This hornpipe, “Boys of Bluehill,” or “Buacailli Ua Cnoc-Gorm” in Irish, is a session favorite. Our old friend Chief O’Neill reported that the melody was unknown to Chicagoland Irish musicians until he transcribed it from the playing of a seventeen year old fiddler named George West, a gifted musician suffering from penury and without his own fiddle. West had formed a musical relationship with a fellow named O’Malley, who owned a fiddle and scratched out a meager living by playing house parties despite the loss of a finger on his left hand. Apparently O’Malley was only good until around midnight, when his lack of sobriety would too greatly constrain his bowing hand. West would then take over and finish the night’s engagement. O’Neill concludes, “thus lived the careless, improvident but talented Georgie, until an incident in his life rendered a trip to the far West advisable.”
This tune is in both the American tradition and the Irish tradition. Of course, there are “Blue Hills” all over the place, since hills and mountains will have a blueish hue from a misty distance. There are a few places in Ireland called “Blue Hill” or “Cnoc Gorm” or “An Càrn Gorm.” There’s one in Scotland. There’s an area of Chicago with this name, a place in New York called “Blue Hill Farm,” and a town in Maine named Blue Hill. The name is familiar in Massachusetts as well, near Milton and Canton, where Blue Hill Brewery opened around 2008. The tune is known by other names, however, and there’s no consensus as to which of the names is oldest. In the American tradition the tune is almost always played as a reel rather than a hornpipe, and it is familiar to many American fiddlers not directly influenced by an Irish repertoire. It appears in publications such as Ryan’s Mammoth Collection (1883) as “The Boys of Oak Hill,” which is also its title in one of the Scottish Kerr collections. There are a number of American variants. The earliest American printing seems to be as “The Two Sisters” in Knauff’s Virginia Reels (1839). Over a hundred and fifty years later Appalachian fiddler Sherman Wimmer played a version titled “Twin Sisters,” a tune also played by Ernie Carpenter. In southwestern Virginia and north Georgia it is often called “The Old Ark’s A-Movin’” — Taylor Kimble’s version is an example of that variant. Paul Tyler, while collecting tunes in Pennsylvania, found this tune in an 1842 notebook from Ohio, and the title was penned as “Silver Lake.” Ira Ford – who wrote the now classic Traditional Music of America (1940), a book mostly about Missouri old-time music – plays a Mid-West variant called “Lonesome Katy.” On a side note, Missouri native Jimmy Gilmore once warned a young Missouri fiddler to hide the fact that he could read music, since being able to read music branded you a violinist rather than a fiddler, and consequently you would be an outcast in the old-time community, especially in the Ozarks. The Kentucky variant “Jenny Baker” was played by the Jimmy Johnson String Band. The Ozark fiddler Vesta Johnson’s “She Oughta Been a Lady” is very similar, as is Mel Duham’s “Pussy and the Baby;” and the tune “Birdie in the Snowbank” by Ozark musicians Lee Stoneking and Fred Stoneking (b. 1933, Missouri) is another close variant (Beisswenger & McCann, Ozark Fiddle Music, Mel Bay, 2008). Clay Smith of Star City, Indiana, plays a similar melody calling it “Hell on the Wabash” – a name actually given to many disparate tunes. Some early American recorded versions, on old brittle 78s, give the title as “Boys from the Hill” and “Slieve Gorm.” The earliest recordings of the melody yet uncovered are by Charles D’Almaine, where it is paired with other tunes in his “Favorite Hornpipe Medley” (March 15, 1905), and William B. Houchens (1884-1955), where it appears on his Turkey in the Straw recording (Sept. 18, 1922). Fiddler Tommy Dandurand, who haunted Chicago and Kankakee, Illinois, recorded the melody as “Beau of Oak Hill” in 1927. More recently Gearoid O’hAllmhurain, the author of a great little book called A Pocket History of Irish Music, recorded this tune on his CD Traditional Music from Clare and Beyond (1996) – and so implies that its origin is Clare, or perhaps beyond.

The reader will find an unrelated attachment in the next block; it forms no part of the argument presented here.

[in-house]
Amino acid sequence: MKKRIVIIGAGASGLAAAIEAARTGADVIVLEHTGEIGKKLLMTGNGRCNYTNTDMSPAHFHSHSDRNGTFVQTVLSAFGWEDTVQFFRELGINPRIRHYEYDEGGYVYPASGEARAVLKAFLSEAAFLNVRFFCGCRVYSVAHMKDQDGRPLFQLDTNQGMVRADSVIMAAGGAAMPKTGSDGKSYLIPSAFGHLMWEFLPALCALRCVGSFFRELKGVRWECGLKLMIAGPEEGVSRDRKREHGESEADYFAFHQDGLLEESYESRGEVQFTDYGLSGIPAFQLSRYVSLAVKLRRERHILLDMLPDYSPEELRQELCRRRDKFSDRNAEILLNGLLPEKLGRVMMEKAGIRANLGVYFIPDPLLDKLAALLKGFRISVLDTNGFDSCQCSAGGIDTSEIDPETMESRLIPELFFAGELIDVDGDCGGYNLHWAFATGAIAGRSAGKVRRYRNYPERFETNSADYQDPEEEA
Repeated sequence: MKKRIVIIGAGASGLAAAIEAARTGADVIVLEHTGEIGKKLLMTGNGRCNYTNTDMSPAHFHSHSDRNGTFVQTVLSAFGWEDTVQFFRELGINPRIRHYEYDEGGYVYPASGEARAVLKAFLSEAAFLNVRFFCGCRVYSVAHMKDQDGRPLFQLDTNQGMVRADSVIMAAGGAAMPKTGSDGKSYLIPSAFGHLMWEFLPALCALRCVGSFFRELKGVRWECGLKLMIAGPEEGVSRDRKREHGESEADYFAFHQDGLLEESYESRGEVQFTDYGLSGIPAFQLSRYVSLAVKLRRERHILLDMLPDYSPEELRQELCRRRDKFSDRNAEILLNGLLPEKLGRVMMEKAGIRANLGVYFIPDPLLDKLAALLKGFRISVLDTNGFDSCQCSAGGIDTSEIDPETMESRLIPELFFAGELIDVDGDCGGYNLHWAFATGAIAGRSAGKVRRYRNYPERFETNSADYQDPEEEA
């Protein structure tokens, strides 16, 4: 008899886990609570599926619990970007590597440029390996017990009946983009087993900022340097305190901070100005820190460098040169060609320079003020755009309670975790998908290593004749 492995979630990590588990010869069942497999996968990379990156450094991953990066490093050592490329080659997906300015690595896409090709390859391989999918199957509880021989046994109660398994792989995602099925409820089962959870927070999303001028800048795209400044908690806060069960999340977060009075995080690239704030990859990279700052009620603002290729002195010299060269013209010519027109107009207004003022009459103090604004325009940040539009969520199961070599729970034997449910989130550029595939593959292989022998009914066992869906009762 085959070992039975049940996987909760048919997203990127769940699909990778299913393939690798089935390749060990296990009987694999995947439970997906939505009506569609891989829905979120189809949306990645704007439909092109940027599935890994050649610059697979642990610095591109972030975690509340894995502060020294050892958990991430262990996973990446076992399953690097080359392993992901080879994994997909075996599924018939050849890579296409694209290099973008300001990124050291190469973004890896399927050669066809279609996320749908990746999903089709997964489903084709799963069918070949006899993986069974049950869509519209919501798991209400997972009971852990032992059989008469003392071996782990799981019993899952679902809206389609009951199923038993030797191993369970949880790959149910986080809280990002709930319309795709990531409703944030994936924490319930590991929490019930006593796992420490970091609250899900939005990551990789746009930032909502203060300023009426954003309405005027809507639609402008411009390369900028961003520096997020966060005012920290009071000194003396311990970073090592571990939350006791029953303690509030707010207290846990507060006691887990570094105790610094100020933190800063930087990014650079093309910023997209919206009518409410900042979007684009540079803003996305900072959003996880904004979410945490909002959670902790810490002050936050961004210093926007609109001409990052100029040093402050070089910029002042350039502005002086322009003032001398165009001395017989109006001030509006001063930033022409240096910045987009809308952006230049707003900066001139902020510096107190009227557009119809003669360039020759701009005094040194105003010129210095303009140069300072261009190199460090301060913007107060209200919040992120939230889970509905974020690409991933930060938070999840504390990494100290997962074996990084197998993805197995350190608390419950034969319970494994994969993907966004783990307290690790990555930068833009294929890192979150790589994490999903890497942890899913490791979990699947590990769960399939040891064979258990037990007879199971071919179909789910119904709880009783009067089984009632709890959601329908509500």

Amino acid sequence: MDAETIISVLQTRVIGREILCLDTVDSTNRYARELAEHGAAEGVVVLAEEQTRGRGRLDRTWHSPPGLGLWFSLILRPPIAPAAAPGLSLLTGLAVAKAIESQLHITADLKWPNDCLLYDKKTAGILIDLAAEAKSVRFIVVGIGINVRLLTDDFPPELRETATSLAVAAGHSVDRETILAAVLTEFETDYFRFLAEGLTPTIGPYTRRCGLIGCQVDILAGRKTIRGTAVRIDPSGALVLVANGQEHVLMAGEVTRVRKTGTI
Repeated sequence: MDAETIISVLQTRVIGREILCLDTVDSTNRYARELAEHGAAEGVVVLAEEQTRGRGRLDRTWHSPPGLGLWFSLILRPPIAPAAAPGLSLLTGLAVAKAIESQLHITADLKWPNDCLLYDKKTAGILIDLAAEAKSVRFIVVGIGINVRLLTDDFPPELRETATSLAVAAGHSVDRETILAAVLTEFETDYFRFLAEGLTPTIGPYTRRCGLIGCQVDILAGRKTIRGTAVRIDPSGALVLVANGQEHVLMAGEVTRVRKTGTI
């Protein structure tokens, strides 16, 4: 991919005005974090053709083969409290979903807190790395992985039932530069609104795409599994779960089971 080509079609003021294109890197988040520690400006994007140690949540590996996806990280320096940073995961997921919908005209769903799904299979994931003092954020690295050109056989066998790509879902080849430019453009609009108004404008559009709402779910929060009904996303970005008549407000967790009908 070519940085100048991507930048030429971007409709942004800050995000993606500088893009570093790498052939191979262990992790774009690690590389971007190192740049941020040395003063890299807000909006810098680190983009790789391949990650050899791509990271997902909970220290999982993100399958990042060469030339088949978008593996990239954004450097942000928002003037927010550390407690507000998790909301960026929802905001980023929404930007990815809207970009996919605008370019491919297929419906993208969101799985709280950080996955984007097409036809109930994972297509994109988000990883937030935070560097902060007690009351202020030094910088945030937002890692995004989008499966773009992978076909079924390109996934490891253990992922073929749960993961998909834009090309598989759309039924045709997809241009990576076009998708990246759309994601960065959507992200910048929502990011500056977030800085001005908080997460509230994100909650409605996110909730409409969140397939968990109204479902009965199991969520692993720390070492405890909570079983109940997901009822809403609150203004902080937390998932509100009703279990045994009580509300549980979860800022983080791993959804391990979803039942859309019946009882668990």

With all this said, the fact remains that the provenance of this tune is unknown. It has been argued to be (1) an old Irish tune, and (2) originally a Scottish tune, and (3) an old American tune that was brought back to Ireland and then Irish-ized. Interestingly, there’s some evidence of the melody travelling back and forth across the pond, contrary to what O’Neill and O’hAllmhurain imply. It comes from Pádraic Mac Mathúna’s CD Blas na Meala (which is lit. “Taste of Honey”), transliterated as Hives of Honeyed Sound (Scotland 1994), where a reel called “Keep the Old Ark Rolling,” seemingly a variant of “The Boys of Bluehill,” is paired with “Tennessee Waltz” on track 12. The liner notes for the CD were written by Séan Potts, and the part about this tune reads. . . this is one of the many tunes brought to the US by Irish immigrants. The titles and rhythms were often changed to suit the American country style. The melody is almost identical to the Irish hornpipe, The Boys of Bluehill. Pádraic got the tune from two musical friends in Cork, Matt Cranitch and Noel Shine.
As it turns out, Matt Cranitch (who has also produced a number of Irish tune books) played in an old-time string band in Cork for a time, and seems to have picked the tune up from an American player. If so, then the tune may have in the past passed repeatedly over the foam, thereby occluding its true tidal trajectory.
For the ABC click Boys of Bluehill
Boys of Bluehill, slow tempo (Turlach Boylan, whistle)
Boys of Bluehill, slow tempo (Jim Wendels, flute)
Boys of Bluehill, med tempo (Jim Wendels, flute)
Boys of Bluehill, the dots